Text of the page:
- Though pre-pandemic ethnic health inequalities show a varied picture, the health impacts of the COVID-19 pandemic have so far been extremely disproportionate for minority ethnic groups: as of the end of 2021, age-standardised mortality rates were 3.6 times higher for Bangladeshi men than for White British men, and twice as high for Black men than for White British men. These patterns draw attention to issues such as differences in working conditions and institutional trust – the latter most clearly illustrated by stark gaps in vaccine uptake.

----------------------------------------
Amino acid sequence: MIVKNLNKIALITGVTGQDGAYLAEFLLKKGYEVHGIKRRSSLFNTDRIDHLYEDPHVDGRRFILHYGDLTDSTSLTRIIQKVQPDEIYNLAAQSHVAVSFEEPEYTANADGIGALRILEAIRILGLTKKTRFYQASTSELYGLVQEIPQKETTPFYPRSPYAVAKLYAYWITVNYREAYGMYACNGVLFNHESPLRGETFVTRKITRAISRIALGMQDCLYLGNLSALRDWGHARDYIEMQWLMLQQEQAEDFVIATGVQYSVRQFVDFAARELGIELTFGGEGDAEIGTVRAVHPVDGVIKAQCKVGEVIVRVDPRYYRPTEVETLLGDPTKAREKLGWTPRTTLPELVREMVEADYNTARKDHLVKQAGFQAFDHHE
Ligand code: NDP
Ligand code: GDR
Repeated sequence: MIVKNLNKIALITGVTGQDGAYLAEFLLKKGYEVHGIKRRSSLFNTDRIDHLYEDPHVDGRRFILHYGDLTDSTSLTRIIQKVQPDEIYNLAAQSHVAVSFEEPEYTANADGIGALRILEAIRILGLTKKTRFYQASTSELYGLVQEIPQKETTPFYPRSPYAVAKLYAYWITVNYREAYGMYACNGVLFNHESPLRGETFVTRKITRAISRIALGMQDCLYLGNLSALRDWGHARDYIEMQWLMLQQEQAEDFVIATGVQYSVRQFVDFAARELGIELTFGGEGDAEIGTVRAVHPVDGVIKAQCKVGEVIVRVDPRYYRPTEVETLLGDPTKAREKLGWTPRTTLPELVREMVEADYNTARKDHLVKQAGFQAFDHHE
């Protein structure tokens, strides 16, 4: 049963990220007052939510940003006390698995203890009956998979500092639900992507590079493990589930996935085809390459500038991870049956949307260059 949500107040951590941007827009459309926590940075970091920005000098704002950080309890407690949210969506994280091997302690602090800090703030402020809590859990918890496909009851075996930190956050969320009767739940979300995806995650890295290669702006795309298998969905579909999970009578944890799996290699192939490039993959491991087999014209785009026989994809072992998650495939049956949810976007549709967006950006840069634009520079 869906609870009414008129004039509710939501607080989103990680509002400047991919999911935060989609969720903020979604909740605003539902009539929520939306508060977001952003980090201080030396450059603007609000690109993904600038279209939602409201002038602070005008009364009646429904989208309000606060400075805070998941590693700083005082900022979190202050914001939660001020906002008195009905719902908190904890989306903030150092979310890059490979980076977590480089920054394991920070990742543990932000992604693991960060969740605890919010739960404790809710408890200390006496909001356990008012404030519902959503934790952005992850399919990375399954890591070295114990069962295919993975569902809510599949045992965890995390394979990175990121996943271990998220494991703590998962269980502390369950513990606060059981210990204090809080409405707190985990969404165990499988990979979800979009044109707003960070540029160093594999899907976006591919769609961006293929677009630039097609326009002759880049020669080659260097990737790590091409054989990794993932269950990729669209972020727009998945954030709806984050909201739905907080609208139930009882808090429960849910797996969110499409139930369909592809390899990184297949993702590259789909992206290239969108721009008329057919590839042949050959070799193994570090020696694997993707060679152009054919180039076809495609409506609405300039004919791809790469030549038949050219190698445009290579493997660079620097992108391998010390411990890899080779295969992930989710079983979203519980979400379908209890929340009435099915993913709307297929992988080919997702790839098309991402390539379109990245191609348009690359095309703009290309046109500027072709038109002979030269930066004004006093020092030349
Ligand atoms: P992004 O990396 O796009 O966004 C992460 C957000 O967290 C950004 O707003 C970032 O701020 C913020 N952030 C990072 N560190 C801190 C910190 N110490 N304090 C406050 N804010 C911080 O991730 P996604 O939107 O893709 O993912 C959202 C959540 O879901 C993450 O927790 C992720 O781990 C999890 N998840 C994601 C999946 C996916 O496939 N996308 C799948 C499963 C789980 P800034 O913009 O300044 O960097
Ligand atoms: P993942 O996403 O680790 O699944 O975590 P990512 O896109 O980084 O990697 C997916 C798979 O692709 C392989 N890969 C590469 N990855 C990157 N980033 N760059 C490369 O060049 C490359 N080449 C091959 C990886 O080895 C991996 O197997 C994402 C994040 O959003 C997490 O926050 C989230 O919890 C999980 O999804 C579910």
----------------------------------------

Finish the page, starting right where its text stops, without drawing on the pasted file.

- Government policies acknowledge ethnic inequalities and attempt to address them explicitly by targeting discrimination and promoting more equal representation. Both are likely to play important roles in outcomes for minority ethnic individuals, even if our understanding of the precise mechanisms, and how these vary in importance in different settings, is limited. However, the UK evidence available suggests that discrimination is persistently prevalent in hiring practices, and that representation of ethnic minorities in some institutions lags their population share substantially, suggesting that more progress is needed in these areas.
Cite this as:
Mirza, H. and Warwick, R. (2022), ‘Race and ethnicity’, IFS Deaton Review of Inequalities, https://ifs.org.uk/inequality/race-and-ethnicity-chapter